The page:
If A is internally related to B and R is the relation, one would then need R' to relation R to A, R'' that relates to R to B, R''' that relates R'' to R' ad infinitum. An infinite regress of relations.

Therefore, we have two options: either A and B are totally separate or they are the same, which could lead to absolute monism, as it does in the case of Bradley and some Buddhist schools.

But have we made the relations into things? "Formal concomitances" does not involve material implication, as if things possessed relations.

The argument above comes from F.H. Bradley, an English Hegelian, who concluded from this that absolute monism was the only correct theory of reality.


Being vs. being

Absolute vs. finite

independent vs. relative-dependent

substance vs. process

external relations vs. internal relations

As an exercise, go through each of the quatrains and locate the Beings and beings. Similarly, do it with the non-Beings, and non-beings.


What type of non-being is Nagarjuna referring to? Greek me on "relative" non-being. Everything that anything is not. I'm not this chair, table, rock, etc. Relative non-being turns out to be something after all.

Or is it Ikeda's view of pure potentiality? No-thing-ness--no-one-particular-thing.

Greek ouk on--absolute non-being total absence of being. Me on might well be relative non-being.

As an exercise go through the quatrains indentifying absolute non-being, meontic non-being, and ideas of potentiality.

Terms for Understanding Gier and Garfield

Reification. The process of making an abstraction into a thing, or making a dependent thing into a substance.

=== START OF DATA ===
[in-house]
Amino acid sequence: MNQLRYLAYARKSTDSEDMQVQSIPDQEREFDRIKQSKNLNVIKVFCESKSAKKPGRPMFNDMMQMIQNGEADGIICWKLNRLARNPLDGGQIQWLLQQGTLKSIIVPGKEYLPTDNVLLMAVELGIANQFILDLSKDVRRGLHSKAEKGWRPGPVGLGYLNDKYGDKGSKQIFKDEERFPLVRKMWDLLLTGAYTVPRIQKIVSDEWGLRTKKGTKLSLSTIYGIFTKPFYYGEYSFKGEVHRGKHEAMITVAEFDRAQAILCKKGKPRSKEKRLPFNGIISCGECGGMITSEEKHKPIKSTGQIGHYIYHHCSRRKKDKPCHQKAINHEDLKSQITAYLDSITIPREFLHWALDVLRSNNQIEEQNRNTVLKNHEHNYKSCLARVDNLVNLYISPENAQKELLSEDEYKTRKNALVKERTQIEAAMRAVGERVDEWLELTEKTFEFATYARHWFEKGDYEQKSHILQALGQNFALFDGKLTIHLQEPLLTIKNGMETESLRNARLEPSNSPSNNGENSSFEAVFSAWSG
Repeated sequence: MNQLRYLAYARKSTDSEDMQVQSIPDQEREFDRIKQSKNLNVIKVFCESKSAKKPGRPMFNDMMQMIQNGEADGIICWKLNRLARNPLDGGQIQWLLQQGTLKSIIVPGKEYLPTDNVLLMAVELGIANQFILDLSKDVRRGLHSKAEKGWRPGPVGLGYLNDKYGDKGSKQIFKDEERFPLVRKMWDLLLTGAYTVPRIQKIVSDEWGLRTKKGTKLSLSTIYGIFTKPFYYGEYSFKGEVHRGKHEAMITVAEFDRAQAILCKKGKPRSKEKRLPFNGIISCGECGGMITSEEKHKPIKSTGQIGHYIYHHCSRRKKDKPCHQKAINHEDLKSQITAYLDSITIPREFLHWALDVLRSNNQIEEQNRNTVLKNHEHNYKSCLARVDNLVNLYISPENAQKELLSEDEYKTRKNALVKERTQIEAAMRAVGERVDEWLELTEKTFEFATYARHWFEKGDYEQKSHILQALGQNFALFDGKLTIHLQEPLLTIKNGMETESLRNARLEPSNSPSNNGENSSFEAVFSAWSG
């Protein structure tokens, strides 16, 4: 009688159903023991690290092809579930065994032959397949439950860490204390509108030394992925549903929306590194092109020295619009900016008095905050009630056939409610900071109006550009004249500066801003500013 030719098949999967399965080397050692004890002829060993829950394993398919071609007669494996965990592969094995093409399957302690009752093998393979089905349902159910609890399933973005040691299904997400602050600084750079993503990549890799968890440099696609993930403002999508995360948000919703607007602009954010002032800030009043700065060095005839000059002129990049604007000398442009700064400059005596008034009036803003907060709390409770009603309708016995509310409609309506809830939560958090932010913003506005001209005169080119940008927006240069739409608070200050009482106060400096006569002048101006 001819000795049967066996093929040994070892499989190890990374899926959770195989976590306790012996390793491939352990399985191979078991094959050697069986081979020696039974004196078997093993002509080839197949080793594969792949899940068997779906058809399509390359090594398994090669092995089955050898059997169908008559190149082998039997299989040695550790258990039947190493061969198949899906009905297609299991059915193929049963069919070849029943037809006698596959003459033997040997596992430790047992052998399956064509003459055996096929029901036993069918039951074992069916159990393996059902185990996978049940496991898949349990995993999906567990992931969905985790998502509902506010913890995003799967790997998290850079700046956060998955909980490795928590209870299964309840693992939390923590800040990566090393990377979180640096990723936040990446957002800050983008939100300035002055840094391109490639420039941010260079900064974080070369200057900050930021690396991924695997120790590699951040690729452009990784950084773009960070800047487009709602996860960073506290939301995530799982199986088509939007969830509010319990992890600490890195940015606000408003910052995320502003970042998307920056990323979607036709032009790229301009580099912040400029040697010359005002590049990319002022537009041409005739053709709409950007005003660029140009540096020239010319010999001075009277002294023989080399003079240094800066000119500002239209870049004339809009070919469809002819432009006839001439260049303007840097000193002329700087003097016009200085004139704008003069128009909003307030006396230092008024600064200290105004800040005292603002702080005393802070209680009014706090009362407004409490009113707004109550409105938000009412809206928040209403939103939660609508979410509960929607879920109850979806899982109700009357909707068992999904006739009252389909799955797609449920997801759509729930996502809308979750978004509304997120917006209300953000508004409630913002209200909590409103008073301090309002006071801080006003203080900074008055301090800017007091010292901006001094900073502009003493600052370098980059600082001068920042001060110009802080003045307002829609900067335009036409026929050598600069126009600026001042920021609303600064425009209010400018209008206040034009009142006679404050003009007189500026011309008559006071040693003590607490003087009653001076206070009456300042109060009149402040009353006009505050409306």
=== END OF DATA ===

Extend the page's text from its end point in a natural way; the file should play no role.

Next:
Convention/Conventional. That which humans have invented in thought and language to communicate the events of the world of interdependent coorigination. These concepts have no referent to anything absolute or fixed, such as Plato's forms. All we have are conventional truths about the world not absolute truths. Even our way of dividing up the world is conventional, i.e., dependent upon concepts and language (e.g., the Eskimo’s many types of snow).

Cause. An event or state that has in it a power to bring about its effect and has that power as a part of its essence or nature.

Condition. An event, state, or process that explains another event, state, or process without any metaphysical commitment to any occult connection between explanandum and explanans.

Explanandum and explanans.  The thing explained and the "explainer."

Efficient Condition. The event the explains the subsequent event, such as the striking of a match to make its lighting "occur." Note: Nagarjuna uses a Sanskrit verb translated as "occur" deliberately to avoid the verb "cause."

Percept-Object Condition. The object in one's environment that is the condition for the mind's perception of it. For Buddhist realists this object is independent of the mind, but for Buddhist idealists this object is located in the mind itself. Nagarjuna and perhaps the Buddha himself rejects this division of "inner" from "outer."

Dominant Condition. The purpose or end for which an action is taken. Aristotle would call this a final cause.

Immediate Condition. All the intermediate phenomena that make up any causal chain, e.g., all the physical conditions found in the efficient condition of stiking a match to make it light.

Being (Garfield: inherent existence).  With a capital "B" it means Being as substance, self-contained, self-sufficient, independent, eternal, unchanging reality.

being (Garfield: conventional existence; Burtt: relational existence).     Relative being, i.e., dependent things that arise out of interdependent coorigination.

Absolute Non-Being (inherent nonexistence). The negation of Being, which would be absolute nothingness. This is the type of non-being that the Greek philosopher Parmenides thought could not be thought. On that point he was absolutelys right.

Relative non-being (conventional nonexistence). The negation of relative being, which according to Plato (Sophist) is eminently thinkable because it is everything that a being is not. For Nagarjuna the Sanskrit word for relative non-being is shunyata.

Tetralemma. A problem with four alternatives rather the typical dilemma with only two.